- Malaysia officially banned school trips to Singapore and the Philippines due to the Zika virus
- Malaysia recorded its first case of Zika earlier this month; a woman who had recently visited Singapore
- The Zika virus is spread by the same type of mosquito that transmits dengue
The Ministry of Education in Malaysia has temporarily banned all school trips to Singapore and the Philippines due to the outbreak of the Zika virus in these countries.
“A circular was issued to all district education offices, state education departments and schools for all trips to Singapore and the Philippines to be postponed for the time being because of the cases of Zika in those countries,” Malaysian Education Minister Mahdzir Khalid told The Straits Times.
The ban came immediately after a 58-year-old woman who had previously visited Singapore became Malaysia’s first case of Zika.
Two days later, a 61-year-old woman who had no previous travel records abroad became the country’s first case of local transmission of the Zika virus.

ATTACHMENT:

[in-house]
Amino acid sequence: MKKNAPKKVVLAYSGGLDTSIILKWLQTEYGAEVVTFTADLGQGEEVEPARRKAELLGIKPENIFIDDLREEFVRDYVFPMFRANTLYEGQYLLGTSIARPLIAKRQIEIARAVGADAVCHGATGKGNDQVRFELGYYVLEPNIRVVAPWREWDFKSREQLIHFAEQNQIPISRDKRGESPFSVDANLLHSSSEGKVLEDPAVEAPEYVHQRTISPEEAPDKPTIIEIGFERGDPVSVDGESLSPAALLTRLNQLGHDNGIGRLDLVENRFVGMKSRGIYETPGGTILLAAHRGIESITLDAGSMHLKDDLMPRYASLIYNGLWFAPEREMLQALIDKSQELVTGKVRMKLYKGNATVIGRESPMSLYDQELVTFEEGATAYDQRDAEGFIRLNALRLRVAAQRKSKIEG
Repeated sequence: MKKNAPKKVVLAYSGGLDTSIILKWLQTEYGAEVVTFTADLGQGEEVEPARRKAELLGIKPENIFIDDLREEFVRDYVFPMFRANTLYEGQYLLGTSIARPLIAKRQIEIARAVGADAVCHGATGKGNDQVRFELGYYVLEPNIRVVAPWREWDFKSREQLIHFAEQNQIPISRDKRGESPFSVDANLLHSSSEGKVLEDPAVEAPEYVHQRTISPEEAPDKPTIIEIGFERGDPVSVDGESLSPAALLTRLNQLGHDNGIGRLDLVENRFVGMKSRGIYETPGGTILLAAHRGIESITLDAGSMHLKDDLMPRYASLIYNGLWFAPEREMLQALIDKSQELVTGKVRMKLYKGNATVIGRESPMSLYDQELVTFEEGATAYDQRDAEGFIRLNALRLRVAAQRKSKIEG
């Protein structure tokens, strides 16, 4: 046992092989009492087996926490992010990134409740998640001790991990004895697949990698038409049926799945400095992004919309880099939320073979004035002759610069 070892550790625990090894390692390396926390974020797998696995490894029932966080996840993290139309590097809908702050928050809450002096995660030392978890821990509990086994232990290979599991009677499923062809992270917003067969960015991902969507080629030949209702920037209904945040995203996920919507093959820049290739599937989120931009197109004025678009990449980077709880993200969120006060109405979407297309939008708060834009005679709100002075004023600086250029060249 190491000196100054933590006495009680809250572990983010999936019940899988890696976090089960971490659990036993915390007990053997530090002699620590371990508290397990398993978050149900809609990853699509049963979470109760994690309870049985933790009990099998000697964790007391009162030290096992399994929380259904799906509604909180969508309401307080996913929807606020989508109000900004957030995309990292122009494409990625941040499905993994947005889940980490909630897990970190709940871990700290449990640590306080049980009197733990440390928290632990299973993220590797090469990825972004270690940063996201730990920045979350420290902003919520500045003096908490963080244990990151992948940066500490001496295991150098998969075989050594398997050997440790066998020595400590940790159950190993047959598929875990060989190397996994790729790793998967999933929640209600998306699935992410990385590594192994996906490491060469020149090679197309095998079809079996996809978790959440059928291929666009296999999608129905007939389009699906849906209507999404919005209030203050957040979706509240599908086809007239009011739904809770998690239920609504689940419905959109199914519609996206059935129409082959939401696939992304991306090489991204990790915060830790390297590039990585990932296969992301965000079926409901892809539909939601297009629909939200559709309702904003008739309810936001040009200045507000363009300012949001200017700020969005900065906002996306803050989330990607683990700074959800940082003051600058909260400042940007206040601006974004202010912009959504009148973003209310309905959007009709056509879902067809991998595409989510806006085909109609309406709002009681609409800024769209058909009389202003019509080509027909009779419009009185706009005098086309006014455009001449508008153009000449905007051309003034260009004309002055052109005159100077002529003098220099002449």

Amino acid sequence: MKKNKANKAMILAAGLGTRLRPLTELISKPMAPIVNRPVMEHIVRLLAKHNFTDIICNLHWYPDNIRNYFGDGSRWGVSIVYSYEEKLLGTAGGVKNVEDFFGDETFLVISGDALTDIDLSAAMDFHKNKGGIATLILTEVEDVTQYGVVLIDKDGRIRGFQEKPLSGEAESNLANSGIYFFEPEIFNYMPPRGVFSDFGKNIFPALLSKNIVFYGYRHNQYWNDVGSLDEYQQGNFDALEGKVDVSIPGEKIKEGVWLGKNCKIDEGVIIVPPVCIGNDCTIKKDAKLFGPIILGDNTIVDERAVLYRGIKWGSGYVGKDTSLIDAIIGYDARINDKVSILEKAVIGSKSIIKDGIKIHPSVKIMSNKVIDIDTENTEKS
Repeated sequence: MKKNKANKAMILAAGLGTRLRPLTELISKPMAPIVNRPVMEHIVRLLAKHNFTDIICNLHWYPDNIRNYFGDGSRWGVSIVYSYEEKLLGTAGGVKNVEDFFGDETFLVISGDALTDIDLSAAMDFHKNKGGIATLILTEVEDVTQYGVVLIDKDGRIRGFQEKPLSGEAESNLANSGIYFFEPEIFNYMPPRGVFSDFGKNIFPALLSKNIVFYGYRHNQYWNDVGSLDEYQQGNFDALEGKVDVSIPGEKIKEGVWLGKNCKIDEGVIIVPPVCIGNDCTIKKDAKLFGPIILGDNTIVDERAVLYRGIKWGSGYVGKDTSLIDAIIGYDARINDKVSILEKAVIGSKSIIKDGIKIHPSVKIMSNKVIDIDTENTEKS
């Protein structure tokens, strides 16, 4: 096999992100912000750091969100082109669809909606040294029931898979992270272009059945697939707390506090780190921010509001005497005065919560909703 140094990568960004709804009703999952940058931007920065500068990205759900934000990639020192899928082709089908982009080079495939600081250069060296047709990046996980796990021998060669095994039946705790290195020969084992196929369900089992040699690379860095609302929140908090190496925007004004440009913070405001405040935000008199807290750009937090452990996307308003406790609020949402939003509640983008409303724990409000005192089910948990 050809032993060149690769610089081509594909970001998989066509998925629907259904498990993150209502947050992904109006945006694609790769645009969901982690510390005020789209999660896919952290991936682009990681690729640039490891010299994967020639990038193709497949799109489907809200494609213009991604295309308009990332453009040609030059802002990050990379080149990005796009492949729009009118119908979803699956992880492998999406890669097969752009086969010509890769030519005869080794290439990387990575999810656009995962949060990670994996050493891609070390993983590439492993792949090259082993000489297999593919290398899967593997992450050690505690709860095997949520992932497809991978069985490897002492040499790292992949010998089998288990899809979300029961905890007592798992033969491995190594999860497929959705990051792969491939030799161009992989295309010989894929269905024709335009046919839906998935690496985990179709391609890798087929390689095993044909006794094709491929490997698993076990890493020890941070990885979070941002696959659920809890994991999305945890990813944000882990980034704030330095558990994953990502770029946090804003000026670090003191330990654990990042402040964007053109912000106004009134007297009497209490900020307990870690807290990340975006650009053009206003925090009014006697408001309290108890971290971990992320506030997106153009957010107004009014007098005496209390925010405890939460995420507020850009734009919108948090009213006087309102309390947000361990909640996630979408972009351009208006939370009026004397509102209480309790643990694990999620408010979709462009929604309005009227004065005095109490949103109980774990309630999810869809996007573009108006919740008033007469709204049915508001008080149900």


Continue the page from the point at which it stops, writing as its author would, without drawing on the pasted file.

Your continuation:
Singapore had its first case of the virus recorded after a 48-year-old man who had visited Brazil contracted the disease last May. Another woman who had not visited any country affected by the virus became Singapore’s first local case last August.
Meanwhile, a 45-year-old woman from Iloilo City became the first case of the Zika virus in the Philippines. She had no travel record to any region affected by the virus.
Due to these cases, the travel ban imposed by the Ministry of Education remains in place until an advisory from the Ministry of Health would be updated with the situation in Singapore and the Philippines.
The Zika virus is transmitted via the Aedes mosquito, which is also the same transmitter of dengue that affects tropical countries.
Infections from the Zika virus are generally mild but can have fatal effects to unborn babies. Women who contract the virus while pregnant often give birth to infants with microcephaly, which results in smaller heads and other brain defects.